Benny wasn’t big on Christmas. He said it was a completely commercial holiday and she told him that he just needed to get into the spirit to see the beauty in it.

Beth loved the decoration aspect of the holiday and always put up a tree, even if it was an artificial one with built-in lights for convenience’s sake. She hung up ornaments, wrapped it in tinsel and topped it with a star. She also put a wreath on the front door and hung some mistletoe above the entrance.

Benny showed up on Christmas Eve with Chinese food. When she let him in, he looked up at the mistletoe and said, “Really? You know if you want to make out with me, all you have to do is ask.”

Beth’s mind flashed back to that last time he had said something similar when they were pressed up against each other, hot and heavy. They’d been tangled up in each other in more ways than one, reaching heights of raw emotion previously unknown to her. But they were friends now and everything was simpler so it was easy to shake her head, giggling. “It’s not for you.”

“Oh right, he’s coming back tomorrow,” Benny said, frowning and setting down the food. “It’s bad luck not to kiss under mistletoe. Wouldn’t want him to get into some terrible accident on the way, now would you?”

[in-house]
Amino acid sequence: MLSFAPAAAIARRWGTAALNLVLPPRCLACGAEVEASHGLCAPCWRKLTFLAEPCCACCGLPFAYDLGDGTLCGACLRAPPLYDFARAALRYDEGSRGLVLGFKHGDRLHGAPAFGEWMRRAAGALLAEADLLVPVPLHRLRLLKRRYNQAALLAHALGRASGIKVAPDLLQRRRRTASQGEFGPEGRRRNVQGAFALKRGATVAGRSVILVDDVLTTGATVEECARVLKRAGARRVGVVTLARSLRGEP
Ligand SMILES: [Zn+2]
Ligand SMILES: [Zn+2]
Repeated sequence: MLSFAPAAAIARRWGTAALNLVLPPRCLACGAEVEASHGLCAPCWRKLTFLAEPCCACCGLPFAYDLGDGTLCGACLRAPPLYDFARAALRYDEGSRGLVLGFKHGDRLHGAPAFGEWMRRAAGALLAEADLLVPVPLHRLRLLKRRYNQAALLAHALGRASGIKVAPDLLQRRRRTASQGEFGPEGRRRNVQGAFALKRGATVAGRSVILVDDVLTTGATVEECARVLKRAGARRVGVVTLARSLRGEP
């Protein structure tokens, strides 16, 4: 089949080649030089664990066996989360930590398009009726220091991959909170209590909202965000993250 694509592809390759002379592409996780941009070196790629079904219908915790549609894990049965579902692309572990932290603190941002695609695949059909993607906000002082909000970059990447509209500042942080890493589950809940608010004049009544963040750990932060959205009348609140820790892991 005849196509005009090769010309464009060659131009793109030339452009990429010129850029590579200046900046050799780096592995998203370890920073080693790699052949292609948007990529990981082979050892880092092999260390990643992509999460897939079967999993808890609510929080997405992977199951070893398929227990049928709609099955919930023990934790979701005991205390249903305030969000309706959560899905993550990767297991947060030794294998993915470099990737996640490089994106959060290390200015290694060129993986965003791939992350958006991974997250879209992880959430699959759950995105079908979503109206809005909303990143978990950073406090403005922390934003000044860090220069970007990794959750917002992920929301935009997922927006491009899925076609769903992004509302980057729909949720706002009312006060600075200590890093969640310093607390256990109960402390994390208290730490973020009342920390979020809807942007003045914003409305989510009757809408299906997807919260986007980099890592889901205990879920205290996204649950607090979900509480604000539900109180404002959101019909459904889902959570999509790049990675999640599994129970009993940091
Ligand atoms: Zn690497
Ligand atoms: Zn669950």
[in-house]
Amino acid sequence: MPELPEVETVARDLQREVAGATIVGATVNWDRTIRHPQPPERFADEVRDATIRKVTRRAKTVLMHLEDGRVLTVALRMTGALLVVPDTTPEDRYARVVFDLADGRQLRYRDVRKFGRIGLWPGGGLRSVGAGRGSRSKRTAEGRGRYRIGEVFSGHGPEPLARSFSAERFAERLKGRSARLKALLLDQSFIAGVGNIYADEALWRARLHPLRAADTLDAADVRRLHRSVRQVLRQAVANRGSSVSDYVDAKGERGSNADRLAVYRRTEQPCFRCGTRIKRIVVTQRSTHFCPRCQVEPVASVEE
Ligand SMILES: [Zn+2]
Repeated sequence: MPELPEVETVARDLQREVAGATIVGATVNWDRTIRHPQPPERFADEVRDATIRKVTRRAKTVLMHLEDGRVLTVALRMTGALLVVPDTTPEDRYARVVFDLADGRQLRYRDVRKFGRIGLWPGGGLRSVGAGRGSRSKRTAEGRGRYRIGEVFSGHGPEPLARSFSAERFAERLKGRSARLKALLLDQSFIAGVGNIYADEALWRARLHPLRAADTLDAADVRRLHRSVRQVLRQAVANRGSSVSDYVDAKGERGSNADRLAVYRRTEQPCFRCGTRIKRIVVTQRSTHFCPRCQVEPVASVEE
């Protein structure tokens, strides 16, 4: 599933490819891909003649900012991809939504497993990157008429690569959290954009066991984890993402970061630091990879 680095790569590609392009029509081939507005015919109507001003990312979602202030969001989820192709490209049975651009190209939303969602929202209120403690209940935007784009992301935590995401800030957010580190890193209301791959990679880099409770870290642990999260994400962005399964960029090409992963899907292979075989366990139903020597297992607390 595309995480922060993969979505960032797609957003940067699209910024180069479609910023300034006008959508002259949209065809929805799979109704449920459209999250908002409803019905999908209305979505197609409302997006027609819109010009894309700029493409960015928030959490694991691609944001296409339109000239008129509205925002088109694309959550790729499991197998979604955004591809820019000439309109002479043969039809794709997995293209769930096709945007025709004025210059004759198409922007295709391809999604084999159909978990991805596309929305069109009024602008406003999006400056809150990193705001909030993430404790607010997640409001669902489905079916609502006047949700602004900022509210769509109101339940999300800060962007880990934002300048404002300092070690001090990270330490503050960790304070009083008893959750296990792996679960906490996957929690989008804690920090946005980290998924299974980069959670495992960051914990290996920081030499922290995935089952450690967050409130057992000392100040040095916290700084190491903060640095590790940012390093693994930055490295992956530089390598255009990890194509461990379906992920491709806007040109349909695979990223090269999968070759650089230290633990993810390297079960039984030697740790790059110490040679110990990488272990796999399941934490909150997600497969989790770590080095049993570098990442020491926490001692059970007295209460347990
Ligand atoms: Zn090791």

Beth smiled in amusement and leaned in to give him a quick and harmless peck on the lips, but he put his hands on her hips and playfully slipped his tongue into her mouth. Her heart skipped a beat and her eyes fell shut as she kissed him back.

It was both familiar and different. She found that he still tasted of cigarettes and apples, but now there was a hint of cinnamon too. Her hands clenched the soft fabric of his t-shirt. The fiery flames of passion from their last kiss were replaced with glowing embers of warmth.

His lips were warm, despite the chill outside, but his hands were cold on her thin slacks. She wanted to run her hands through his hair, but he was still wearing his hat and she didn’t want to disturb it or the moment.

She should pull away now. It was well past the decent period for a mistletoe kiss, but for some reason, this moment felt like a natural part of Christmas and they lingered in the doorway.

She supposed a little seasonal celebration between friends couldn’t hurt, it was perfectly normal. It was like kissing someone at the end of the countdown on New Years Eve, just a tradition to be followed.

Except it would be Vasily she would kiss in a few days from now under those circumstances, not Benny. Benny would be tending bar, while Beth worked her hustle in a ballroom.

Now the kiss just felt bittersweet. She pulled back and made an excuse to move past the moment. “We should eat before the food gets cold.”